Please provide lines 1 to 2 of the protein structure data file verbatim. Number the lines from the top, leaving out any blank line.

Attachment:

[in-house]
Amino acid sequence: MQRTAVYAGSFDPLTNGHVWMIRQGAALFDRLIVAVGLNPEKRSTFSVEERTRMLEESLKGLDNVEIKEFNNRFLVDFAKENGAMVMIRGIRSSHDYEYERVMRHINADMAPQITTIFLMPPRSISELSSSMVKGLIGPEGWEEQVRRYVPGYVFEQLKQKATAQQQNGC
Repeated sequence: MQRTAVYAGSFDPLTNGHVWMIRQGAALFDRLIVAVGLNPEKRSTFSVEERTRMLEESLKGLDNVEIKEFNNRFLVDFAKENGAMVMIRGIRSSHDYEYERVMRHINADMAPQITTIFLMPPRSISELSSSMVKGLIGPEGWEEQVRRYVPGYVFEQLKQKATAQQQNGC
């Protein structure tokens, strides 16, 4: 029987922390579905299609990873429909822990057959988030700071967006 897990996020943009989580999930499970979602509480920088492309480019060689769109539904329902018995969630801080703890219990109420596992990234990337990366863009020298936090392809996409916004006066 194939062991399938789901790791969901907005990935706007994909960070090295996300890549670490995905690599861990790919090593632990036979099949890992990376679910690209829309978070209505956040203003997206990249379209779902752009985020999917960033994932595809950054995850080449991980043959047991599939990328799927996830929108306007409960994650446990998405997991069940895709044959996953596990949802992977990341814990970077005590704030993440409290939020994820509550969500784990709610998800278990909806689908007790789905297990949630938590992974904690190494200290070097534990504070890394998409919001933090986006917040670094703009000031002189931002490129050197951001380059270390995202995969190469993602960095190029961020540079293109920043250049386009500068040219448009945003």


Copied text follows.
[in-house]
Amino acid sequence: MQRTAVYAGSFDPLTNGHVWMIRQGAALFDRLIVAVGLNPEKRSTFSVEERTRMLEESLKGLDNVEIKEFNNRFLVDFAKENGAMVMIRGIRSSHDYEYERVMRHINADMAPQITTIFLMPPRSISELSSSMVKGLIGPEGWEEQVRRYVPGYVFEQLKQKATAQQQNGC